Entrepreneurs are creating jobs and better conditions for our families

Sandro Chetcuti, chairman of Property Malta, speaks to journalist Paul Cocks on the challenges the industry faced during the COVID-19 pandemic, the misconceptions the sector faces and the opportunities ahead

Sandro Chetcuti
Sandro Chetcuti

How do you respond to claims that cash-rich investors, including property developers, are buying luxury real estate and using these purchases to unload cash, even undeclared cash?

In any sector, there are individuals who do not necessarily follow the rules and law, who misuse the system for illicit purposes. However, there are ample means to limit this abuse. On the contrary to other investements, in the property business everyone is aware that if the value of property is underdeclared there is a valid reason that these contracts would become null and void. Additionally, I cannot see any reason why anyone would launder money in the property purchase, especially since the contractual price agreed upon would be made public. You would have to be very short-sighted to underdeclare a property purchase as that could leave you exposed down the line if a legal litigation occurs, as the actual price would not be capable of being recovered in full.

Have recent developments, including the arrest of prominent people like Keith Schembri and Brian Tonna, led developers and investors to reevaluate their business partnerships and relationships? Are investors now more afraid that their business partners could take them down with them down the line, if they are in future accused of any illegalities?

First of all I would like to point out that the afore mentioned are not developers. The MDA calls on the authorities to make a distinction between someone who knowingly uses illegal means to protect illicit gains and someone who, for example, falls behind in paying taxes. In the former cases, often revolving around money laundering, we hope the authorities clamp down heavily on these criminals and make them face the full provisions of the law. In the case of tax evasion, we believe that people should be made to pay the full amounts due, with penalties if necessary. But a distinction should be clear between the two. Auditors, consultants, company directors must be at peace of mind to carry out their duties diligently. We were buoyed by recent assertions by the prime minister, who said no witch hunts will take place, and we trust that the authorities recognise the difference between these two categories.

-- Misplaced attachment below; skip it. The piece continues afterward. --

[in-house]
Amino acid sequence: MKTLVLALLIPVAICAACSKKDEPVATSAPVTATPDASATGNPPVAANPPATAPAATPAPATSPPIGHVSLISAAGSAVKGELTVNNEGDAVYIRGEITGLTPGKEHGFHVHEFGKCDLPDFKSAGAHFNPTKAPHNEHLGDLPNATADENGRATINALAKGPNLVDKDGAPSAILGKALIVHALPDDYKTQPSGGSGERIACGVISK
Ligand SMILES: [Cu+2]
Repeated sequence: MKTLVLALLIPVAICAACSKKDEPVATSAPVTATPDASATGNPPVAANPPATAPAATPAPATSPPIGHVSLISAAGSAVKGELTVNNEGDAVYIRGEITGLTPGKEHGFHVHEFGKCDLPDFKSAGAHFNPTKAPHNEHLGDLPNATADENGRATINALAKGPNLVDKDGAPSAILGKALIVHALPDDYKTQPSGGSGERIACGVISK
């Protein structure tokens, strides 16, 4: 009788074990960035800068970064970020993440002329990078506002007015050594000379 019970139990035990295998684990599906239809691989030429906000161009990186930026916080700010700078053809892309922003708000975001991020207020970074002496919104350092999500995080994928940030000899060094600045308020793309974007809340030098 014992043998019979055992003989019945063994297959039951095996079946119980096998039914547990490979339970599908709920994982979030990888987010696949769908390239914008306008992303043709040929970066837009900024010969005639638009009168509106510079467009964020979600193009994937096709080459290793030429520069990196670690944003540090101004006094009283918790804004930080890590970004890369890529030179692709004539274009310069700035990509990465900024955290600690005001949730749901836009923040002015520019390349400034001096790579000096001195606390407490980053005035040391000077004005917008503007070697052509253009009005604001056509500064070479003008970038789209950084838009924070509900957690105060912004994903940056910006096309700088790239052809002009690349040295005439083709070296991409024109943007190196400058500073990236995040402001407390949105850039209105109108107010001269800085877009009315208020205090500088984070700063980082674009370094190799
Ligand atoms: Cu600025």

COVID-19 has had a negative impact on many sectors and industries. In the property market, although many properties ended up vacant, development and construction still carried on. Is that a correct analysis?

Although construction kept going, the actual volume is much less than it was a couple of years ago. Property sales rose also as a result of a number of new projects coming on the market and also due to the recommendations presented by the MDA, especially the reduction of Property Transfer Tax, from 8% to 5%, and 5% to 1.5% on stamp duty for each sale up to €400,000.